8 Tips to Save Your Back According to the Pros

back-pain-landscapersNo matter if you’re just out of high school or enjoying retirement, back pain will affect almost 80% of people over the course of their lives (according to some studies). While some people unfortunately don’t have any say in it simply due to their genes, most instances are very much preventable. Those with physical jobs or hobbies by default have a higher risk of injuring their back.

Anyone involved in landscaping or gardening (whether professionally or as a hobby) will tell you that you need to take extra care of your back to avoid injury. Here are 8 ways to prevent back pain for landscapers and gardeners according to the professionals.

Sleep well. It may seem like an odd tip, but getting a good night’s sleep allows your body to recover and prepare it for the next day. If you are a stomach sleeper, you’re not doing yourself any favors. The best sleeping position for lower back pain is on your side with a knee between your legs. Making this simple change is a great place to start.

Stretch and warm up. As with almost any physical activity, you lessen your chances of injury when your body is warmed up and your muscles are loose. Since lower back injuries are by far the most common, you want to mainly focus on your lower back, hips, and hamstrings. Below are some great stretches to try that should literally take less than 5 minutes.

back-stretches

Use proper form when lifting. This goes without saying but you should always focus on using your legs to do the bulk of lifting instead of your back. We were taught this in gym class in school but it’s very easy to forget unless you make it a subconscious habit. The more energy that is being used by your back, the higher the chance of injury.

Keep manual lifting to a minimum. Overexertion is one of the main causes of back injuries. No matter how focused someone is on keeping proper form and lifting with their legs, you will get tired and your form will suffer. Make use of wheelbarrows, dollies, and hand trucks whenever possible and don’t be afraid to ask for help with especially heavy objects.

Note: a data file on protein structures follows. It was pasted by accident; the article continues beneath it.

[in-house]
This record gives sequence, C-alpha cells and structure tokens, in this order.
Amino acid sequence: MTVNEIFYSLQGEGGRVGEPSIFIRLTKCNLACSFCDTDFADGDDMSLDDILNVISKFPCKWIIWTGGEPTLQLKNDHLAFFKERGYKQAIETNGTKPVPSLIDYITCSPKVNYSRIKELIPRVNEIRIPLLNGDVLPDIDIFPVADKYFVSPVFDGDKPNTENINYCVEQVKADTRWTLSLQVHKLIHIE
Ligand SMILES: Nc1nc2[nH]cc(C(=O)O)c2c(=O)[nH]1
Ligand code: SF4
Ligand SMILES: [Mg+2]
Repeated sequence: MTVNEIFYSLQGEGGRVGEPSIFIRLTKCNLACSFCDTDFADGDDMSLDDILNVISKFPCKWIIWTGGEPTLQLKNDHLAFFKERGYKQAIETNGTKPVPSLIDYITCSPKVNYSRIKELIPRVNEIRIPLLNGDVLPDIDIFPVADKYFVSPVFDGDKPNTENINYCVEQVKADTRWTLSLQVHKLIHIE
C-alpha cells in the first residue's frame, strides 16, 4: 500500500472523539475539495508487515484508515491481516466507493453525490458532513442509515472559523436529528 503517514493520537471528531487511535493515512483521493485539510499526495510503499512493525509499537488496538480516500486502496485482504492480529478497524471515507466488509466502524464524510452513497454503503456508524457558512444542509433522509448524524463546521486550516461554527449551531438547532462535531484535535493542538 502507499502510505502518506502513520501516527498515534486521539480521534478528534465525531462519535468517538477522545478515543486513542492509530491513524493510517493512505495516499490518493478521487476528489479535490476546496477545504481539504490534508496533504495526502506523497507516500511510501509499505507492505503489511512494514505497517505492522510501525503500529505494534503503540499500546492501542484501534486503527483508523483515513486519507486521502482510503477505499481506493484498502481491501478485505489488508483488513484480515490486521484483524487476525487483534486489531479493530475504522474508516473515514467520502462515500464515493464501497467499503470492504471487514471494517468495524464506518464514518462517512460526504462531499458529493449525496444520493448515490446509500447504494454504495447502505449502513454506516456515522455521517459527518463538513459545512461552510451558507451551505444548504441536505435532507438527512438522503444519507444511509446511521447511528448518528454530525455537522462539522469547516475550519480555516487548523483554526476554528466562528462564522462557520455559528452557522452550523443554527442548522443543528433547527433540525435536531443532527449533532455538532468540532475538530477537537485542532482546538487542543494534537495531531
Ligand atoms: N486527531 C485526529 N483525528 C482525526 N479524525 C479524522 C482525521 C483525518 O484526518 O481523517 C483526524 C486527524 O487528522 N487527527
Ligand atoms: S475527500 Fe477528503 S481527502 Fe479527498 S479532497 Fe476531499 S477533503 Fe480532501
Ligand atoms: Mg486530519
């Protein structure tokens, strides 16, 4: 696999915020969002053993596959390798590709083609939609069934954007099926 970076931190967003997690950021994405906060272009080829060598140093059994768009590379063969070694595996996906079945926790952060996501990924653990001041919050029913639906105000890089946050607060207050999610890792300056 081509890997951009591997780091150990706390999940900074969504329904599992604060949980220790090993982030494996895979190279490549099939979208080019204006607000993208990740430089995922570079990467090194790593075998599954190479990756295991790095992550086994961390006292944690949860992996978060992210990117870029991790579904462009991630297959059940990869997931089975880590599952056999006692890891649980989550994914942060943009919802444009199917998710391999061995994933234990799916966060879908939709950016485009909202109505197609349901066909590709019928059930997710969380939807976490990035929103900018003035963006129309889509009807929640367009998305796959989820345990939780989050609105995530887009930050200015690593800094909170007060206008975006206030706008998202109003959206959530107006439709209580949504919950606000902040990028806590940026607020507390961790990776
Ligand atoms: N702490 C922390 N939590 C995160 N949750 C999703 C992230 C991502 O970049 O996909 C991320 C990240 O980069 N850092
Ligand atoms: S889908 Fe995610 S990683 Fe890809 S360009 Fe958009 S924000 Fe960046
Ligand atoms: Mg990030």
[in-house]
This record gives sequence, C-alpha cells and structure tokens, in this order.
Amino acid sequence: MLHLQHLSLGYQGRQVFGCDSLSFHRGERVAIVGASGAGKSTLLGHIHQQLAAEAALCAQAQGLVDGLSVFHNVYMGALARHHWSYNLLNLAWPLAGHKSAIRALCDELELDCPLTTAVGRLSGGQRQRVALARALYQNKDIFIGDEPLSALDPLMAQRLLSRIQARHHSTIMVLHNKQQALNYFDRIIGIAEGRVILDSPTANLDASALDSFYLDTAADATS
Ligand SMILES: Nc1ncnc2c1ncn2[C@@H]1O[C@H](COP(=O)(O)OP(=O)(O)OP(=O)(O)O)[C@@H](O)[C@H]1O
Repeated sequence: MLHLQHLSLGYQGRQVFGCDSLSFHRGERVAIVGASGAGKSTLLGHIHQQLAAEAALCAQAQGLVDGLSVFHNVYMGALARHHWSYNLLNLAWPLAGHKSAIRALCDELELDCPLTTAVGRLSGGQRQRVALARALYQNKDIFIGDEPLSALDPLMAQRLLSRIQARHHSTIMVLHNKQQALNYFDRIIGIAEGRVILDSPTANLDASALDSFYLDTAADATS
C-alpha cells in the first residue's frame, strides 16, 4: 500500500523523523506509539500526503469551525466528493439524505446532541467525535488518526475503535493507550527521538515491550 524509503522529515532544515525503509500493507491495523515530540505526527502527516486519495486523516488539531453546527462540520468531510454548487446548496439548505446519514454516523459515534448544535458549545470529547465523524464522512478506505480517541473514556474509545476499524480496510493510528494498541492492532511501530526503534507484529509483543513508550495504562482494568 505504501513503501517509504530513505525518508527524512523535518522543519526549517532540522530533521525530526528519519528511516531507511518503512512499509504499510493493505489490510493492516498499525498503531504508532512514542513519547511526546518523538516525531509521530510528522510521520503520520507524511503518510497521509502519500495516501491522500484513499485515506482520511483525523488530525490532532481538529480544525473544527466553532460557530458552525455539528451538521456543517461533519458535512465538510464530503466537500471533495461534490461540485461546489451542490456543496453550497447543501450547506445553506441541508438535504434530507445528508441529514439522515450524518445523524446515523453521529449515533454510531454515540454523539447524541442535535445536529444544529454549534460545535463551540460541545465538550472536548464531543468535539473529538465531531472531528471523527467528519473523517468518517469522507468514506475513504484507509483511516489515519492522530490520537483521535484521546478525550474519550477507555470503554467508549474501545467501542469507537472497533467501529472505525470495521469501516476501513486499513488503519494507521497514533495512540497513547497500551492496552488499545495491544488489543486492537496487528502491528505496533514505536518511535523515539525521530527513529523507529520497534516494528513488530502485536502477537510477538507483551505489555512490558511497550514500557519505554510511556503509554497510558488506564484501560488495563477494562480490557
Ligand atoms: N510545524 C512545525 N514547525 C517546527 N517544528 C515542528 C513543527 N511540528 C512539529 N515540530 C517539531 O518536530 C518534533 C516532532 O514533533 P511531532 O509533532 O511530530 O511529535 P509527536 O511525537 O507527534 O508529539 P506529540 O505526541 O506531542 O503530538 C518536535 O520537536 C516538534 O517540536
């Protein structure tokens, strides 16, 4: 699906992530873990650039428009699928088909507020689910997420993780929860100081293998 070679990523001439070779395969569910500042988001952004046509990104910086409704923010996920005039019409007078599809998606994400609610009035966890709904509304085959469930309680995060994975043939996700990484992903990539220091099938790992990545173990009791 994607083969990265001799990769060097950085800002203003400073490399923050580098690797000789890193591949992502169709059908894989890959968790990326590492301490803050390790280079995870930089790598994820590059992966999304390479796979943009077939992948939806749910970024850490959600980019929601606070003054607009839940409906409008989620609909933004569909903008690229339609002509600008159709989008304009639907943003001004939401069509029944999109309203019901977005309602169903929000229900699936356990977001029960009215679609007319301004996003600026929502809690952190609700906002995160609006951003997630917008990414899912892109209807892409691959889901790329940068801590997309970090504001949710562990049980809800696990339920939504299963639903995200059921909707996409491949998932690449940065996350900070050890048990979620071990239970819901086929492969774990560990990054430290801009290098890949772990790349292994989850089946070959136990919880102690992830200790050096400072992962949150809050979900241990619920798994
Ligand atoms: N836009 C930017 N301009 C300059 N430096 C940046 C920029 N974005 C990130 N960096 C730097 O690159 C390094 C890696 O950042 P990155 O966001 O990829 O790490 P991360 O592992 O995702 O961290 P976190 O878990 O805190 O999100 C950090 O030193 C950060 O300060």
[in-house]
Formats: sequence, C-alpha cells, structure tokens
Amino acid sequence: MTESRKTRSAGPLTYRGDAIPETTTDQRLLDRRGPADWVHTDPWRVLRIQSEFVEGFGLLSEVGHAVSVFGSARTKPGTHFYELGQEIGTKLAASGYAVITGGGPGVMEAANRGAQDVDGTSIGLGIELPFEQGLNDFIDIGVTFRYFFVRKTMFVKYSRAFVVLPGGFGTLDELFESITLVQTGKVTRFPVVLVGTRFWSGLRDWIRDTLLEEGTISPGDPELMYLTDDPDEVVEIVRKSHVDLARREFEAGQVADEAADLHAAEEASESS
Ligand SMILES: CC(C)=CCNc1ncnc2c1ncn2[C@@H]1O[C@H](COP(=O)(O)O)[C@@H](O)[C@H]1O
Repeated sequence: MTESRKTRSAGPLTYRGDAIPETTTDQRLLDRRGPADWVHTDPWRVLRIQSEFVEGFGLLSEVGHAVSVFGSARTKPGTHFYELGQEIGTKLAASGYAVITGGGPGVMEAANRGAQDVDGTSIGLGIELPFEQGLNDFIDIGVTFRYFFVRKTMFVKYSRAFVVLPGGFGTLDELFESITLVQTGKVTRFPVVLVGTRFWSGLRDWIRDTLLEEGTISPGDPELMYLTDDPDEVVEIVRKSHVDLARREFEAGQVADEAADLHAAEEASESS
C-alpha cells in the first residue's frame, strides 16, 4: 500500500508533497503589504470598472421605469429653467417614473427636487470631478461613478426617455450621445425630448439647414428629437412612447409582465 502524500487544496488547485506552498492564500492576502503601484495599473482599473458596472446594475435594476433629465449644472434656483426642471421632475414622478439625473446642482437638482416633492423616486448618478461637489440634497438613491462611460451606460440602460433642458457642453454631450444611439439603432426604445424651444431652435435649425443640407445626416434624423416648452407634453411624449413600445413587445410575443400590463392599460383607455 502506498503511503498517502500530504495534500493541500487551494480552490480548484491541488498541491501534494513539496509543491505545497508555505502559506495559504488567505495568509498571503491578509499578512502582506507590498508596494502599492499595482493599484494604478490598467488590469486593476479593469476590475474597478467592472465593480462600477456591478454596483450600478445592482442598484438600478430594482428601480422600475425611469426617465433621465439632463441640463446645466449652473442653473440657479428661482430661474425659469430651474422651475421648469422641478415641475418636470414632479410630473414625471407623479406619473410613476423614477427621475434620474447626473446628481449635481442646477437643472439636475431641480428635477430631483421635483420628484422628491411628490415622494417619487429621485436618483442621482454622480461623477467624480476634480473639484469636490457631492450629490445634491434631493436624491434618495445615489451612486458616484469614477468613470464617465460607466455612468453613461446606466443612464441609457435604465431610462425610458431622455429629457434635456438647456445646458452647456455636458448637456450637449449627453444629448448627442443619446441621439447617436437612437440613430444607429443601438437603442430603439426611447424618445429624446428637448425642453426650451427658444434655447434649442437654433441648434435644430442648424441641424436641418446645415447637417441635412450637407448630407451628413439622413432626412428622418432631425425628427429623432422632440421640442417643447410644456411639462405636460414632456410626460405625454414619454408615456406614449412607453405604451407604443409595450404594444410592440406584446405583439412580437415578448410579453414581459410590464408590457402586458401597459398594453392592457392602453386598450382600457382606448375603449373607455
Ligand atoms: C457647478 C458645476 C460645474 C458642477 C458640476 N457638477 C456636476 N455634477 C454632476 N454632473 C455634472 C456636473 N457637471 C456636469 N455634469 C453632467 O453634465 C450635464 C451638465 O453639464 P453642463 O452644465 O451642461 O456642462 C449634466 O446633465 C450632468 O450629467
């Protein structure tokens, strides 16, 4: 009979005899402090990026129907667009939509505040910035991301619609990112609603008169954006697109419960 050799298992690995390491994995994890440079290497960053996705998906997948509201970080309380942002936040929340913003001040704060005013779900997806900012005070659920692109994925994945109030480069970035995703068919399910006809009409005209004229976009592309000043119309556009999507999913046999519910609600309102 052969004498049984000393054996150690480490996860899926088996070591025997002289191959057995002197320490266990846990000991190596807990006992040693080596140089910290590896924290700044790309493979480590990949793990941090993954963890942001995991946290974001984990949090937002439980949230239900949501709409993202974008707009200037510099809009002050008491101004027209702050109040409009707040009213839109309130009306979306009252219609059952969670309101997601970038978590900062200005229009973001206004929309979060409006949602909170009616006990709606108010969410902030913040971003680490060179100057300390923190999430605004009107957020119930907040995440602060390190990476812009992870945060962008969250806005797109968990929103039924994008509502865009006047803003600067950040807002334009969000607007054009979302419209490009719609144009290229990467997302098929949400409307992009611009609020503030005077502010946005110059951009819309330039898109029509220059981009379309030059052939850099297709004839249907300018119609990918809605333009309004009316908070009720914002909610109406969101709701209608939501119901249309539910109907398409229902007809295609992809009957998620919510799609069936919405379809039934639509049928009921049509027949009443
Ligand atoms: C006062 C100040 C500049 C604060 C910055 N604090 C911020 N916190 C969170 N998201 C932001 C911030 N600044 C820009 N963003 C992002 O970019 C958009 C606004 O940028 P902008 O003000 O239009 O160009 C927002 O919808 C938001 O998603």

Know your limits. Just because someone else is carrying a 40 pound bag of potting soil or pushing a wheelbarrow filled to the rim with rocks doesn’t mean you should do the same. Lessen the load and make and extra trip or open the bag of soil and shovel some into a wheelbarrow.

Use the right tools. Long handled garden tools should be used as much as possible. While a short handled shovel may give you more control, you will likely be working in an unnatural bent over position with your back taking the full grunt of effort. Long handled tools make you use your legs more. If you are on the taller side, consider making the investment in some telescopic tools which actually adjust to your height.

Switch tasks on a regular basis. While not always possible, different jobs use different muscles. By switching things up, certain muscles get less fatigued which allows you to better keep good form. Similar to going to the gym, you don’t want to simply bench press for dozens of sets. You want to instead give muscles time to recover by going to a different exercise (or job).

Ice, ice, baby. If it’s good enough for professional athletes, it’s good enough for landscapers. Icing reduces inflammation, pain, and helps you recover quicker. Apply ice to sore muscles as soon as possible.

While back injuries or even chronic back pain is never 100% preventable, following these tips will greatly lower your chances of developing issues with your back.

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